A grieving father has been left “disgusted” after someone stole a charity tin full of donations collected in his baby’s memory.
Paul Taylor’s son Oliver was just three weeks old when he died from meningitis in January 2011.
The 30-year-old has been on a fundraising drive for the last three years – and it became his mission to make other parents aware of the symptoms of the disease to stop it from happening to another family.
He has already raised £5,000 in memory of Oliver by completing four marathons and a cycle challenge from Liverpool to London – and he kept a charity collection tin at the Old Dispensary, in Camberwell New Road, which was stolen before he had the chance to empty it.
“He was in and out of hospital and had just had these symptoms like cold hands and cold feet and this lump on his finger and his chest and restlessness,” said the hospitality worker.
“He was on antibiotics for those little things, which was probably actually disguising the cause.
“The day before he died they changed his medication and we woke up the next day and he had passed away.
“After the autopsy we found out he had bacterial meningitis in the brain.”
Mr Taylor said his son Frankie was five at the time and his daughter Ava would have been just two.
“Frankie saw what was going on so I think it’s affected him more,” he said. “Ava talks about Oliver, but Frankie doesn’t.
“I have found it hard to come to terms with things, had major downs, and wanted to leave this place, but special people have been here for me – my kids, family, friends, my amazing partner, and also the Meningitis Now team.”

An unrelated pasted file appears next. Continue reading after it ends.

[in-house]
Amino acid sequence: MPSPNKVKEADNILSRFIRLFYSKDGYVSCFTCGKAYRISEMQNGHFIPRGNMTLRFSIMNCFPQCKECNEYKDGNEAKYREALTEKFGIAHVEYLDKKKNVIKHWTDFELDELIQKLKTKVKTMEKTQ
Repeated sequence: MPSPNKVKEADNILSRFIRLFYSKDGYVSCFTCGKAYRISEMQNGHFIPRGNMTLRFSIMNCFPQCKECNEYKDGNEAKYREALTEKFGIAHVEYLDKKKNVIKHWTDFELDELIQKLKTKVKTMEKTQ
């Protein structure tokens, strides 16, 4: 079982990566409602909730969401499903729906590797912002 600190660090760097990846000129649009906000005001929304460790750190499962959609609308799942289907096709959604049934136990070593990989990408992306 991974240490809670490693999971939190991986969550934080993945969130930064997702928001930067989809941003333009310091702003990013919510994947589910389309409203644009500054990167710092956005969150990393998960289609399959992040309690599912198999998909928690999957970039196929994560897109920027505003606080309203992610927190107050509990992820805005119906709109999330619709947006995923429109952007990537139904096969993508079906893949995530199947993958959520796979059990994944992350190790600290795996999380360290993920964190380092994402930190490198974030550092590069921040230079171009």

It is believed the charity tin contained about £30-50 and was stolen from the Old Dispensary at about 8.50pm on Tuesday, August 15.
“I’m just disgusted to be honest,” said Mr Taylor. “There are thieves in the world, but you are stealing from people who are using their hard-earned money to donate to a charity.
“It’s the principle of stealing from a charity which is so wrong – how can you do that?”
Dr Tom Nutt, chief executive of Meningitis Now, said the charity wasn’t often the victim of “this type of cowardly behaviour”.
“As a charity who receives no government funding, the money we raise goes directly to helping and supporting families and individuals affected by meningitis,” he added.
“We won’t let this one disgraceful act dampen our spirits – we have such wonderful supporters like Paul, and we are constantly amazed by people’s kindness and generosity.”
A Met Police spokesperson confirmed the force was investigating the incident.
Anyone with information is asked to contact police on 101 quoting reference number 3024402/17.
For more information about the Meningitis Now and to donate visit www.meningitisnow.org
To donate directly to Paul’s fundraising effort, visit:?https://www.justgiving.com/fundraising/paul-taylor131